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Multi-dimensional Review of Thailand (Volume 2)

In-depth Analysis and Recommendations

image of Multi-dimensional Review of Thailand (Volume 2)

Thailand is a fast emerging country that aspires to become a high-income economy by 2037. Still, Thailand’s growth path has created large disparities that risk obstructing the next stage of development. This report lays out three transitions that Thailand needs to master to build capabilities and sustain faster but also more inclusive economic growth. First, the country should move from a growth path dominated by few and geographically concentrated sources of innovation to one that focuses on unlocking the full potential of all regions. Second, to support a new growth agenda, it should organise multi-level governance and the relationship between the many layers of government more effectively, particularly with regards to financial resources. Last but not least, Thailand should focus on water and environment, moving from a resource-intensive growth path with costly natural disasters to one characterised by sustainable development. In the case of water, this means moving from ad-hoc responses to effective management of water security.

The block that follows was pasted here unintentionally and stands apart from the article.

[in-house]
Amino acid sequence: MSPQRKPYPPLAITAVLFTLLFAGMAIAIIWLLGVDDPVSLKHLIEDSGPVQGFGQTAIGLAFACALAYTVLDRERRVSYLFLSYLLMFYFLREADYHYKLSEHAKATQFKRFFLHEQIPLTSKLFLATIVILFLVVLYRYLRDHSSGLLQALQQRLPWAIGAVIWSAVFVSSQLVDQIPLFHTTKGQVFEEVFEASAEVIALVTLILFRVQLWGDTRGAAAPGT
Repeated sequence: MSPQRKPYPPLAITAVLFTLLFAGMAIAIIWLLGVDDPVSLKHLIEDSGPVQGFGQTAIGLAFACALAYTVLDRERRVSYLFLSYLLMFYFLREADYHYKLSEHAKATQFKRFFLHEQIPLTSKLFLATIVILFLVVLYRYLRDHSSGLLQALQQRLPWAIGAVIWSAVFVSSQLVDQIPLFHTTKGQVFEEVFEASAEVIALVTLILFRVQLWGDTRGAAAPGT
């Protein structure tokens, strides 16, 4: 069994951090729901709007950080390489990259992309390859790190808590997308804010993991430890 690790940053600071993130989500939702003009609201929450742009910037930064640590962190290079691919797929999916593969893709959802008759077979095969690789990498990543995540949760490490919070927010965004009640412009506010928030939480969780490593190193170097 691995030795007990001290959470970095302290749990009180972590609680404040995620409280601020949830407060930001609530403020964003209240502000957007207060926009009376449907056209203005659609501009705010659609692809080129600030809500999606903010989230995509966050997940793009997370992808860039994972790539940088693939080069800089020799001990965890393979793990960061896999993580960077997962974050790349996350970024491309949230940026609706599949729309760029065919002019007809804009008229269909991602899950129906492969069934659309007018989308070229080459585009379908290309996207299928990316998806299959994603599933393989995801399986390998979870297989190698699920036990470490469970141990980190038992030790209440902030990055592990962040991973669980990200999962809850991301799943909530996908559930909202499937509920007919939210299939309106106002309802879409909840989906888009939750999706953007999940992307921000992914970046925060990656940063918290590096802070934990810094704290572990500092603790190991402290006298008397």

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Overview: The three transitions to move Thailand to the next stage of development

OECD Development Centre

Thailand is a fast emerging country that aspires to become a high-income economy by 2037. Strong growth since the 1970s enabled the country to join the group of upper-middle-income economies in the early 2010s and has seen Thailand perform well in many areas. At the same time, the benefits of prosperity have not been shared evenly nationwide and the economic development has taken a toll on the environment. Moving forward, Thailand needs to achieve faster but also more inclusive economic growth. To get there, Thailand needs to address three main transitions: enabling new growth by unlocking the full potential of all Thailand’s regions; developing more effective methods of organisation and collaboration between actors and levels of government; managing water security and disaster risk. Based on the analysis in the subsequent chapters, the overview sets policy-recommendations to address these three cross-cutting challenges.

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